Turkish policy - or “provocative behaviour” as Athens terms it - should under no circumstances act as a hindrance in pursuing a bilateral dialogue.
The truth be told, what Athens views as “Turkish provocations” are nothing more than an expression of positions that Ankara has maintained for decades.
Greece must reconcile itself with this posture, which will most likely continue into the future.
However, that does not mean that Greek governments should not actively and exhaustively pursue an improvement in bilateral relations, aimed at building good neighbourly relations through constant dialogue at every level.
The contact between Defence Minister Nikos Panagiotopoulos with his Turkish counterpart Hulusi Akar - even as bilateral talks on confidence-building measures have resumed and amidst preparations for the 12-13 February Nato foreign ministers’ meeting in Brussels and the Munich Security Conference – is from that perspective absolutely positive.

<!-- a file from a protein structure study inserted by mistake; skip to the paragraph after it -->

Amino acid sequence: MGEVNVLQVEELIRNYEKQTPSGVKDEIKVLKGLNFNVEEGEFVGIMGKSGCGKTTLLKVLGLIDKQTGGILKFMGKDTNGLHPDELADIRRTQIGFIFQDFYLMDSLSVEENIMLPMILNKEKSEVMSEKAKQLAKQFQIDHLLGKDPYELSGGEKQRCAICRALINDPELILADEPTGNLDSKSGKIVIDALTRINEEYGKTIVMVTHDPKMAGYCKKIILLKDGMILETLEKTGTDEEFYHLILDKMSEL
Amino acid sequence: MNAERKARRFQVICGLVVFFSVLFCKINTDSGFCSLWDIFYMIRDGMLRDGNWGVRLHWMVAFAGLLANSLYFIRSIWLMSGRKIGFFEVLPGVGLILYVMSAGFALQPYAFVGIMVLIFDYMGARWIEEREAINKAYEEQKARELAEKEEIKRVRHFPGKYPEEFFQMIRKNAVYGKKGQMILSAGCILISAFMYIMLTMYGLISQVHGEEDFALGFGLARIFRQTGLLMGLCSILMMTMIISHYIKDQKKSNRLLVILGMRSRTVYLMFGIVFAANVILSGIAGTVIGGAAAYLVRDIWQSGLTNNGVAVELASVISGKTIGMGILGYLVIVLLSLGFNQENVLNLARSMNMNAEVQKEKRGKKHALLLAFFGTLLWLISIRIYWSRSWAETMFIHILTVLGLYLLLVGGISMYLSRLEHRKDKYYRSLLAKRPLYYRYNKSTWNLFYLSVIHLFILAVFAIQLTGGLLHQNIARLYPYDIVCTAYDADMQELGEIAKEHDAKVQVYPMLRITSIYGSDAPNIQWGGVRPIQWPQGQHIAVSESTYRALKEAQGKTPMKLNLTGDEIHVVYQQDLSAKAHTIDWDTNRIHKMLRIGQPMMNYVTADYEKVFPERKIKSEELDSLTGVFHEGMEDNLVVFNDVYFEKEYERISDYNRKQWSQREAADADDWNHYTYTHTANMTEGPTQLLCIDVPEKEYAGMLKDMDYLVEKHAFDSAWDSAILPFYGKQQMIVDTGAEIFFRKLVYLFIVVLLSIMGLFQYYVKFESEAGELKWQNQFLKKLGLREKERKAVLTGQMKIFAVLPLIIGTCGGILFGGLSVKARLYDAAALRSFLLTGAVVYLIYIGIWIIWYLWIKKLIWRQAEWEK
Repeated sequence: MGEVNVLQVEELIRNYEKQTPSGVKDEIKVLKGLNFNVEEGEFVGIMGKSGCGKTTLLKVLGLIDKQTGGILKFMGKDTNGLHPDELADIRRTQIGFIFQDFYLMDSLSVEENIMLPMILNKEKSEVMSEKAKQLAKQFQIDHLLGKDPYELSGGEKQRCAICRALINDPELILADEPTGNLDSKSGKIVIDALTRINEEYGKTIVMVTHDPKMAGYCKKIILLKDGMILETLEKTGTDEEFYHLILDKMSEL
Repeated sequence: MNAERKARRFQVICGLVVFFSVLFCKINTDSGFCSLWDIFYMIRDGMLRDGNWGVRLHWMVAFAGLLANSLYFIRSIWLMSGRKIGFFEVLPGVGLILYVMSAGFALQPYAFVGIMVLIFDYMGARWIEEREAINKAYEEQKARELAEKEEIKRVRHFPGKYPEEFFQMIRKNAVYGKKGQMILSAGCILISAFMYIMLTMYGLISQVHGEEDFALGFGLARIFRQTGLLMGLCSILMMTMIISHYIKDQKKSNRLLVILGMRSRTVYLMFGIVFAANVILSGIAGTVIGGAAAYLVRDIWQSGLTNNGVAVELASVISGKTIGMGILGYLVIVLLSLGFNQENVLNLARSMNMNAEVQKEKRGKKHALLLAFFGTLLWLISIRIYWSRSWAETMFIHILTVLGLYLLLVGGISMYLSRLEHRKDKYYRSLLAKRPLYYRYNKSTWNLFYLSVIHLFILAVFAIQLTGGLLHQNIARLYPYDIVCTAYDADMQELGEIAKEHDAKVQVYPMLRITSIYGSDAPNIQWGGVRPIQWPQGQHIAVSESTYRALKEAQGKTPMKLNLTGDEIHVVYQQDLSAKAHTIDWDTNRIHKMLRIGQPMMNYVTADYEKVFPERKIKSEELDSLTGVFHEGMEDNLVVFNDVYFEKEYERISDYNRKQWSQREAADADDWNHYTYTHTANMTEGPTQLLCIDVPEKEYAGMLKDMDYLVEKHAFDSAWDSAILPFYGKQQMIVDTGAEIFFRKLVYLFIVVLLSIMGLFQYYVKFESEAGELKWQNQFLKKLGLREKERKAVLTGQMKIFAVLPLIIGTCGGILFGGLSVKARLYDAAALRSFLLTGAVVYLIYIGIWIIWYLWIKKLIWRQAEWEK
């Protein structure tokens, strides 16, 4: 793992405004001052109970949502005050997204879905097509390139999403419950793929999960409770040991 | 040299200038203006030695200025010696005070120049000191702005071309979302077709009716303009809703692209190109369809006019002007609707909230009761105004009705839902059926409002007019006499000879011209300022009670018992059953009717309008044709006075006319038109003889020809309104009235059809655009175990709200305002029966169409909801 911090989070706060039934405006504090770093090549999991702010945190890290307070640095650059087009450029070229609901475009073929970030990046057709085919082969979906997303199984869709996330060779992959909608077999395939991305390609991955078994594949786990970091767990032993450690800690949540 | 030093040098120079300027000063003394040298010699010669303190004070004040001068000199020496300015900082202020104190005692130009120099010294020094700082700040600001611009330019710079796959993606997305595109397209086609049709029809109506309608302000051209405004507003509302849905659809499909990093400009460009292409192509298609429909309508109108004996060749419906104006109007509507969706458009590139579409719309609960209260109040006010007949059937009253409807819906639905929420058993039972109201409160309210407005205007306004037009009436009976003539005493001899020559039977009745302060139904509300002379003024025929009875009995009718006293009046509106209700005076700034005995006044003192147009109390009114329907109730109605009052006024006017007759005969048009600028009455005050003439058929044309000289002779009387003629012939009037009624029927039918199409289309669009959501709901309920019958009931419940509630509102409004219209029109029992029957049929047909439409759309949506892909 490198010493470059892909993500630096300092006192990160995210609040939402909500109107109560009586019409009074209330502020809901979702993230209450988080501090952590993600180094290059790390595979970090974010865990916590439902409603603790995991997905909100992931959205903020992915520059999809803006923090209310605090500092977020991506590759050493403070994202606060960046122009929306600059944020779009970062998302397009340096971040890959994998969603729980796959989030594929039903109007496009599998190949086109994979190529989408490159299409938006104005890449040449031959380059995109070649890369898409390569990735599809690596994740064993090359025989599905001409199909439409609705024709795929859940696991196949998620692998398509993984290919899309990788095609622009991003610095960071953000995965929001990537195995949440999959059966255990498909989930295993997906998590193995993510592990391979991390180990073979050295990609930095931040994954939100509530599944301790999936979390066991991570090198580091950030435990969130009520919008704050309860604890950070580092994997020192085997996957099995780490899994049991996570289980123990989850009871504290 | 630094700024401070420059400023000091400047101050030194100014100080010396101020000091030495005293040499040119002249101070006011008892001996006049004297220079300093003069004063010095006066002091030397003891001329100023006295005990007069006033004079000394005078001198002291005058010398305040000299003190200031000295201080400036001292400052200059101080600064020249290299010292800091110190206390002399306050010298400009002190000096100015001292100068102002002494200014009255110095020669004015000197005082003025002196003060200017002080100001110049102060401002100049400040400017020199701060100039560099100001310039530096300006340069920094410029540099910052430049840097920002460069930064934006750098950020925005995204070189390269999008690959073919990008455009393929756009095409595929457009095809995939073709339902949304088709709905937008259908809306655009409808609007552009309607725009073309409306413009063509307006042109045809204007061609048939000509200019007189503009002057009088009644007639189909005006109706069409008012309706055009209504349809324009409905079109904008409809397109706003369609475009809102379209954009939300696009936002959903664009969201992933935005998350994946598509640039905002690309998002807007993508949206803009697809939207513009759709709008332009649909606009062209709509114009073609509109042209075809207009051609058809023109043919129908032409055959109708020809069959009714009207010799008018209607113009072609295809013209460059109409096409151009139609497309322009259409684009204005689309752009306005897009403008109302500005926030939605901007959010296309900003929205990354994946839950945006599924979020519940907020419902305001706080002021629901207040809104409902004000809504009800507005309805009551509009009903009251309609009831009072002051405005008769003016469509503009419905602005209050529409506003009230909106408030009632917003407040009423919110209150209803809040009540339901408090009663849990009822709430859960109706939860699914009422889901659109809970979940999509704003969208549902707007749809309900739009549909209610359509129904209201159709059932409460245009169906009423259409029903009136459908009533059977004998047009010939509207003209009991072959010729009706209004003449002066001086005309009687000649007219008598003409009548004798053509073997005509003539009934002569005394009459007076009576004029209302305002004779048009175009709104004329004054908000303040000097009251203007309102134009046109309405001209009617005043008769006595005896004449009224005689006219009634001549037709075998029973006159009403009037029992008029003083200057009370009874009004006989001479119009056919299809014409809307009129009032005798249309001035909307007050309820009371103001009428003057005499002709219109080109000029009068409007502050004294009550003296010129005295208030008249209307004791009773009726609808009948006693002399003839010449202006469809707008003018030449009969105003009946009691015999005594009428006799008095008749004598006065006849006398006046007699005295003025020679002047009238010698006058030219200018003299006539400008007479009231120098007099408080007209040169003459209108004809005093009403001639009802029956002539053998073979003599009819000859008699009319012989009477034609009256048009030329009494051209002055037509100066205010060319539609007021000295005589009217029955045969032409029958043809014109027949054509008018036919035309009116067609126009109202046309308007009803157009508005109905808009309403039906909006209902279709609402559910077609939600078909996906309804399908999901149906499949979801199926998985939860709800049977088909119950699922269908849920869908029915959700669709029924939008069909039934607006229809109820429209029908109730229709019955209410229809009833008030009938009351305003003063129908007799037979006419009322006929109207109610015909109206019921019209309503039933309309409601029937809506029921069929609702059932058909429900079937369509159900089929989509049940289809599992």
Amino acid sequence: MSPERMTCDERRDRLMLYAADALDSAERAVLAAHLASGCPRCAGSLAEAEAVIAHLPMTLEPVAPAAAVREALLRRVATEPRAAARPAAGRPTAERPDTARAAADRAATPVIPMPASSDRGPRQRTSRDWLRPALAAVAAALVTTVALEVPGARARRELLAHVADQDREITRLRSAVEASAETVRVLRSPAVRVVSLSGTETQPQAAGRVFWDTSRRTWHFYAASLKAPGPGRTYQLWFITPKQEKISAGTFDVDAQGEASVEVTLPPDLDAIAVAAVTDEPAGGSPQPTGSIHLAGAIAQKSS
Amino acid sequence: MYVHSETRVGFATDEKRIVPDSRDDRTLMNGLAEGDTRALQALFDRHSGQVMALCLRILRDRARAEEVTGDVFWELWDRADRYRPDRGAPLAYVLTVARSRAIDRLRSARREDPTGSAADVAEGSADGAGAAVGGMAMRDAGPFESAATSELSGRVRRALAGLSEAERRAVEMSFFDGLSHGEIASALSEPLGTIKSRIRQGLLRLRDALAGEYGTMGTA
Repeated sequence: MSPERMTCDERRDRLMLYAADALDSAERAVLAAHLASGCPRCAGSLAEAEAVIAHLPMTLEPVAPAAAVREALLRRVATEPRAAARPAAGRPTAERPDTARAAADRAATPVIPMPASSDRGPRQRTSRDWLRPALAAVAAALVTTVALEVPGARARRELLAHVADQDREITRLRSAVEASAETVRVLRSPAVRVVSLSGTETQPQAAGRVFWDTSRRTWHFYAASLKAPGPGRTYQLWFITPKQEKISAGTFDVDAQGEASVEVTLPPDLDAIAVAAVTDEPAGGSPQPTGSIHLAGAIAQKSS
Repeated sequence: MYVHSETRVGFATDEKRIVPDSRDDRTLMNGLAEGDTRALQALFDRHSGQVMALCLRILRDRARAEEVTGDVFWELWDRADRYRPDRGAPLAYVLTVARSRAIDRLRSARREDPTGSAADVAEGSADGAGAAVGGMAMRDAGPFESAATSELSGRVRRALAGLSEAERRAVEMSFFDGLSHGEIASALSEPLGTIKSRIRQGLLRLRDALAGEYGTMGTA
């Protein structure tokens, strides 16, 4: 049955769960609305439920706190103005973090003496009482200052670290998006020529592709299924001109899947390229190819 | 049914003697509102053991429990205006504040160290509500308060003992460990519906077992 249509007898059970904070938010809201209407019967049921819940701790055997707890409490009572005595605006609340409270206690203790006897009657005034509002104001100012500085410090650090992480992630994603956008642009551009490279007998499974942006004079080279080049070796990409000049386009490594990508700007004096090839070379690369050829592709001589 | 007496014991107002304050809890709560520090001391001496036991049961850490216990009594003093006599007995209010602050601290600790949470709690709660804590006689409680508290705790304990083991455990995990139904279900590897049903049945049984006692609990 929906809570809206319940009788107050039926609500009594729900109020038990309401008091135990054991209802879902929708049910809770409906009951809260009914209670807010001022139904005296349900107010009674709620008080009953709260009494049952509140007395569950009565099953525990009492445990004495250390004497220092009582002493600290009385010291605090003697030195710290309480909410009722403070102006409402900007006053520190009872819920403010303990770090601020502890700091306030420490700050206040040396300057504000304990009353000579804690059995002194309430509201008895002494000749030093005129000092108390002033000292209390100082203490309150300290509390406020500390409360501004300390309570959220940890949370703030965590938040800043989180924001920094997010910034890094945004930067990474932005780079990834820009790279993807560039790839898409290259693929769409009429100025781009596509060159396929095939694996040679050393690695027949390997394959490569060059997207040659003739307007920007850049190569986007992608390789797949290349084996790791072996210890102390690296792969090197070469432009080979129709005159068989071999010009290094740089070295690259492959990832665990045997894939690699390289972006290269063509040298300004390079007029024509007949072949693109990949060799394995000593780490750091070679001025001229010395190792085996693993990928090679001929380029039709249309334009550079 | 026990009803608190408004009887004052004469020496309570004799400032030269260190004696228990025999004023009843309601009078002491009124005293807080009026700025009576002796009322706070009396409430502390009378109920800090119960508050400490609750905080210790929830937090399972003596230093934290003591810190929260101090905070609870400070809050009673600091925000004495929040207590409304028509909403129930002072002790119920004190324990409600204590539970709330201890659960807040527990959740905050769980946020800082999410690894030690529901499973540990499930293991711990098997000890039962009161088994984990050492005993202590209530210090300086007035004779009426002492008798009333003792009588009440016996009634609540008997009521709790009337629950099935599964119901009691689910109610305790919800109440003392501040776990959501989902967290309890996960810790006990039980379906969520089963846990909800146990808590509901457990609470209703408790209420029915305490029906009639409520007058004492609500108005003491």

Turkish policy - or “provocative behaviour” as Athens terms it - should under no circumstances act as a hindrance in pursuing that objective.
The absence of dialogue is a bad policy that is accompanied by fatalism and introversion, which could prove exceptionally harmful for Greek interests.
Dialogue must continue to be a basic pillar of Greek foreign policy.
Naturally, not all Turkish demands will be discussed and a dialogue will always have its limits, but without it there is a greater chance of things going beyond the pale.